By Justin Cox

Killeen Daily Herald

Monday was the first day to file for the primary election, giving county and state hopefuls just about a month to throw their names into the ring.

On Monday, 18 of the 19 likely Republican candidates officially filed during a party meeting at the old Bell County Courthouse in downtown Belton.

Elsewhere, one candidate filed as a Democrat seeking the State District 55 seat being vacated by state Rep. Dianne White Delisi, R-Temple.

Republicans who filed for the District 55 seat included Martha Tyroch, Michael Pearce and Ralph Sheffield. John Alaniz expressed his intention to seek the office, but did not officially file Monday. Other GOP members filing for office included 27th District Court Judge Joe Carroll; 426th District Judge Fancy Jezek; 146th District Court Judge Rick Morris; District Attorney Henry Garza; County Attorney Rick Miller; Bell County Sheriff Dan Smith; Tax Assessor/Collector Sharon Long; Precinct 1 County Commissioner Richard Cortese and Precinct 3 Commissioner Eddy Lange; Justice of the Peace David Barfield, Precinct 3, place 1; Justice of the Peace Garland Potvin, Precinct 4, place 1; Constable Luis Corez, Precinct 1; Constable Roger Laird, incumbent for Precinct 2, Gordy McQuire for Precinct 2 and Constable Edd Melton III for Precinct 4.

Nancy Boston, the party's county chairman, said she was thrilled with the strong turnout, which packed the court Monday night, standing room only.

"I think the Republican Party is alive and well," Boston said after the meeting. "I'm glad to see the enthusiasm and the attendance. We have a very good group of elected officials, and we have a very good group of volunteers who are really involved and engaged."

With Republicans holding 30 of 30 elected positions in the county, Boston said the focus has shifted to educating the public and getting them involved.

"It's not just electing the members," Boston said. "It's educating the electorate and getting them interested in voting in the elections."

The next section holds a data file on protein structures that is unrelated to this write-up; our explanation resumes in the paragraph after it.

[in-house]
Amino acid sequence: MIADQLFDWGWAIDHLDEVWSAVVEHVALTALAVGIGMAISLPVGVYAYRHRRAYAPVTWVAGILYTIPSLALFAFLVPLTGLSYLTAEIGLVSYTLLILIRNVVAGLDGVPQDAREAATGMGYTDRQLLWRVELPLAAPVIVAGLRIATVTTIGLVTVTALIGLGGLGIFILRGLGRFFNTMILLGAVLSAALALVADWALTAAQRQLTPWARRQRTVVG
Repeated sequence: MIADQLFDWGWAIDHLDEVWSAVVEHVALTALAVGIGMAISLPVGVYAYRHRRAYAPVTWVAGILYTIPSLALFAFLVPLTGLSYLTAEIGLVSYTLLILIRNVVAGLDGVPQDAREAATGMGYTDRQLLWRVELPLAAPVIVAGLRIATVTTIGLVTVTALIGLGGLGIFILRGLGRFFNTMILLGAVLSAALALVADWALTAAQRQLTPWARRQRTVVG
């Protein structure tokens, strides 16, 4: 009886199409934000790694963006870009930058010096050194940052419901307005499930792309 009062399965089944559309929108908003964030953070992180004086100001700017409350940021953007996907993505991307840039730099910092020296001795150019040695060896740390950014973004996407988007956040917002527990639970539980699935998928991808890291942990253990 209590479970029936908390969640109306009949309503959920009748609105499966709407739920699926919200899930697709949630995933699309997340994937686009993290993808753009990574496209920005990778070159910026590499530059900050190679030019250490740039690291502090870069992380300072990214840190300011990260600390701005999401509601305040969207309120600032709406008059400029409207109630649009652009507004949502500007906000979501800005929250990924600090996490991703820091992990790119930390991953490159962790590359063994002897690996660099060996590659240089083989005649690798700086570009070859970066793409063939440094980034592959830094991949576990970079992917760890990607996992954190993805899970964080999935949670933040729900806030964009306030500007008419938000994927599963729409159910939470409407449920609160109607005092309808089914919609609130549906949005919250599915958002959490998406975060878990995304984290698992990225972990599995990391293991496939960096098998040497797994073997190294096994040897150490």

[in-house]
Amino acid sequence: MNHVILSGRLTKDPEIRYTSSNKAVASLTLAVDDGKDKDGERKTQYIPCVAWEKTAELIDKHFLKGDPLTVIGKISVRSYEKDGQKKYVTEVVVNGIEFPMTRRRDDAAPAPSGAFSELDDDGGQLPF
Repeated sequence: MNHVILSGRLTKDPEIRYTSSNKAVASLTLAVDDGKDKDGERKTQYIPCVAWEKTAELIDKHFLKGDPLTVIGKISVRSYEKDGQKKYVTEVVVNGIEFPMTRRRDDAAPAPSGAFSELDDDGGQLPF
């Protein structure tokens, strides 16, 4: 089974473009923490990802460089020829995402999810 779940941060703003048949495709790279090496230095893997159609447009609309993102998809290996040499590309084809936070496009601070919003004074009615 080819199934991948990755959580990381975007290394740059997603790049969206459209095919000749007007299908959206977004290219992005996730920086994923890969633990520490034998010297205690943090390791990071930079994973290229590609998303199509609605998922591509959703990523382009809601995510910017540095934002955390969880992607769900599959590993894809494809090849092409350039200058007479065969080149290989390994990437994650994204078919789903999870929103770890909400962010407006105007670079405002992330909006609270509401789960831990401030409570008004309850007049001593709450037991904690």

Bell County Democratic Party chairman Arthur Resa said Sam Murphey, a former aide to U.S. Rep. Chet Edwards, D-Waco, notified him of his intent to seek office.

"He's a candidate that is well-balanced," Resa said Monday night. "He can bring west and east Bell County together."

Early jockeying for the District 55 seat began in September when Delisi announced that she would not seek re-election upon completion of her ninth term. A week later, two men stated their intent to run, followed closely by two more possible candidates.

On Monday, Temple restaurant owner Ralph Sheffield officially filed his candidacy for the District 55 post, which represents most of Bell County, excluding only Killeen and the western corner of the county. The line between districts 54 and 55 is the Killeen/Harker Heights shared city limit.

Sheffield will be on the Republican ballot for the 2008 primary election on March 4. He has been a restaurateur for 32 years in Bell County and is owner of Las Casas Restaurant and Catering in Temple.

Sheffield grew up in Waco, and he and his wife Debbie have raised their family in Temple and have been active volunteers across Bell County for many years. In 2002-2003, Sheffield was elected statewide president of the Texas Restaurant Association to head its members efforts in advocating their issues in the legislative session. He currently serves as vice chair to the Association's Education Foundation.